These past two weeks have been difficult, bizarre and disturbing to say the least. No one is immune to thinking about the twists, turns and horrors of recent world events. With no disrespect to activism, especially on a personal level, at WineAlign our job as critics is to find ways to keep the machine running, in other words, to focus on wine. In 1975 Saturday Night Live did a skit in which Paul Simon played one-on-one basketball against one-time Harlem Globetrotter and NBA legend Connie Hawkins. Just before the game sports reporter Marv Albert asks Simon about his strategy in going up against The Hawk. “Uh, but I’ll just have to play my game, as I usually play it,” says Simon. “I mean, I’m not gonna change anything, I’ve gotta stay with my strengths… basically, singing and songwriting.” At WineAlign we’ll simply do the same.

Wines across the Mediterranean are a primary focus of the VINTAGES February 4th release. A great number of them will coax a feeling of familiarity and there are others that may not ring a bell. In any particular wine purchasing scheme it is always best to strike a balance between the poles of available options so best approached by looking to one and then the other. While France, Spain and Italy will always deliver the tried and true, a gem of a geeky or otherwise deferential varietal can be unearthed if your mind and your heart are open. Get into the corners and alleys of habituated Europe but also a place like Greece. You will marvel at how it can change your outlook to usher in the most interesting of times, in life and in wine.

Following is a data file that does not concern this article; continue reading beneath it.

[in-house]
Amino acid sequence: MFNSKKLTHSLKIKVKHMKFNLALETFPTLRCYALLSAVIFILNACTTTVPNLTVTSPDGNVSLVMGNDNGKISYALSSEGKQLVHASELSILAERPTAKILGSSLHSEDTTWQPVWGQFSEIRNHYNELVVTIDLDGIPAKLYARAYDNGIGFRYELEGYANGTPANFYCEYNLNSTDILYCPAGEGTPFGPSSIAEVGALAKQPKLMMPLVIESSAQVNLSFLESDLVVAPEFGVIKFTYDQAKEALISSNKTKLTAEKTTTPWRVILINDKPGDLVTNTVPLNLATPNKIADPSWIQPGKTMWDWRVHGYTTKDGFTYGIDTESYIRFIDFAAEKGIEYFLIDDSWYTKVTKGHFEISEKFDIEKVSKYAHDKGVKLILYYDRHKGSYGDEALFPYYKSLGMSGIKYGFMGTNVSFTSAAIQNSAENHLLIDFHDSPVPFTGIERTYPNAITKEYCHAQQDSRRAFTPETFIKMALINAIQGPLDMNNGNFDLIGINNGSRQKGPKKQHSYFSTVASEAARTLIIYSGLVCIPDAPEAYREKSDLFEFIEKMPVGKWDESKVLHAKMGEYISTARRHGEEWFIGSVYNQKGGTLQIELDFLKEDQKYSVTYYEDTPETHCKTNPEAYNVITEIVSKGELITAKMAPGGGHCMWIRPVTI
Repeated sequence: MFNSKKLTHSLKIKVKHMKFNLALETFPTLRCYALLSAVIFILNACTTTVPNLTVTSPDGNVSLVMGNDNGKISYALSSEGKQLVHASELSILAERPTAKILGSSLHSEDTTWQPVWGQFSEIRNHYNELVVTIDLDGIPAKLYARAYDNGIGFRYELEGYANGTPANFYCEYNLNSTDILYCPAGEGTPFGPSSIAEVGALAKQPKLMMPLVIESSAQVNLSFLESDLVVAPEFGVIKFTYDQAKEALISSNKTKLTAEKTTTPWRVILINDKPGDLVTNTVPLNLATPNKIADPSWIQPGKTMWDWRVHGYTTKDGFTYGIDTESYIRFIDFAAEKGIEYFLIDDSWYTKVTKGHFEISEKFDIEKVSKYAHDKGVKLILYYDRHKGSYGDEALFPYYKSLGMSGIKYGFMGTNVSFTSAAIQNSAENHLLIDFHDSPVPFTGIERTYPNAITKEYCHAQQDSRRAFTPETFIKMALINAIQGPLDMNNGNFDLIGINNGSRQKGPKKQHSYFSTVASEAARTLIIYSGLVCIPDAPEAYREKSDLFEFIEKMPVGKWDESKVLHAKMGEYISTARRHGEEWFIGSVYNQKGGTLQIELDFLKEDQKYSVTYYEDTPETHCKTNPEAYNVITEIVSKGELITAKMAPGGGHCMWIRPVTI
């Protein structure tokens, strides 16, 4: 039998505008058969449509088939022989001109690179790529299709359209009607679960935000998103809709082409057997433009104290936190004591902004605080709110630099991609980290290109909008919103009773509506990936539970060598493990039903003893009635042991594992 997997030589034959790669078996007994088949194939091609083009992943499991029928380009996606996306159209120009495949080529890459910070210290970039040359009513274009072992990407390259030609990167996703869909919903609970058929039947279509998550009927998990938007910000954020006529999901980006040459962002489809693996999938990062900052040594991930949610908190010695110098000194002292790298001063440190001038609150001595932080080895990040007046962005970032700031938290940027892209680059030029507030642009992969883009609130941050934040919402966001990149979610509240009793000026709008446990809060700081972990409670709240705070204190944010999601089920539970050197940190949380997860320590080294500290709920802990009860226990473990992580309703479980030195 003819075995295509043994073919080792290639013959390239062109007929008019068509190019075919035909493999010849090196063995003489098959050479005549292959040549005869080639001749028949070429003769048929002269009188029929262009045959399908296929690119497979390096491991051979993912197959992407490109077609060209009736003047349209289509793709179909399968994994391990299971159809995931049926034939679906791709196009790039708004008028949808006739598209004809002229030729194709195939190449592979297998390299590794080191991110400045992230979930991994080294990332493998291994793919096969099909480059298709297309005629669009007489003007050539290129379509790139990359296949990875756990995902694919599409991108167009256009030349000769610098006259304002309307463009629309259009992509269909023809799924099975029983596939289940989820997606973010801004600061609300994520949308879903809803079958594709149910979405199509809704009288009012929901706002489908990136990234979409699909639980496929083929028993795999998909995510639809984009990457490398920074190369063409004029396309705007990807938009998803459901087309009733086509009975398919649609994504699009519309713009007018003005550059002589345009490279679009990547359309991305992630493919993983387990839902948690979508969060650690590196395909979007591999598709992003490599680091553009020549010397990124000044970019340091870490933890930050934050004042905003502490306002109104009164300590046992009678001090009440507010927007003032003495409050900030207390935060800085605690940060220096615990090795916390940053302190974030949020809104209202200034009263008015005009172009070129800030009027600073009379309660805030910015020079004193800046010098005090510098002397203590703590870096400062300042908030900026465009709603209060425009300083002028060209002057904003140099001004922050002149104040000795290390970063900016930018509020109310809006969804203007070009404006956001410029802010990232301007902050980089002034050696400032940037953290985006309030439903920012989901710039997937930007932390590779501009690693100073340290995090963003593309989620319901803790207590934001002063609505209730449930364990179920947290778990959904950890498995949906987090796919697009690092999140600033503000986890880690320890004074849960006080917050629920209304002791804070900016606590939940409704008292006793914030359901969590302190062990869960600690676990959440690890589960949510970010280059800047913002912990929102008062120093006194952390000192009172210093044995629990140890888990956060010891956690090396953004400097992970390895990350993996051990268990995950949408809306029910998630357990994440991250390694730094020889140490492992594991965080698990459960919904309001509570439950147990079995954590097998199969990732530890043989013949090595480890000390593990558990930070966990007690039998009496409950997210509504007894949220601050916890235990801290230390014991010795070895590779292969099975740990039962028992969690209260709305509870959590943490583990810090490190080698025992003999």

Related – Only one in VINTAGES January 21st, a writer’s defence and nine more

A view through Vouraikos Canyon from Mega Spileo Vineyard

A view through Vouraikos Canyon from Mega Spileo Vineyard

Don’t worry. I’m not going to run off and wax rhapsodic about wines found “off the beaten path,” argue on the semantics of what exactly that means or how it should be defined. But I will tell you a little story. In July of 2016 I visited one of Europe’s most extraordinary vineyards, found in Achaia, located in the northern Peloponnese. At the top of this incredible canyon you stand at the foot of another even more imposing and massive rock face that is home to the 11th century Mega Spileo monastery. Gazing north through the cracks in the mountain cragges you can see the azure blue waters of the Gulf of Corinth. Looking straight down you see the greenery of the healthy Mega Spileo vineyard. The entire footage leaves an indelible mark. What’s the point? The point is to get out there and make discoveries. This also applies to what can be found in the VINTAGES catalogue.

Related – Seventeen for January 7, 2017

#cool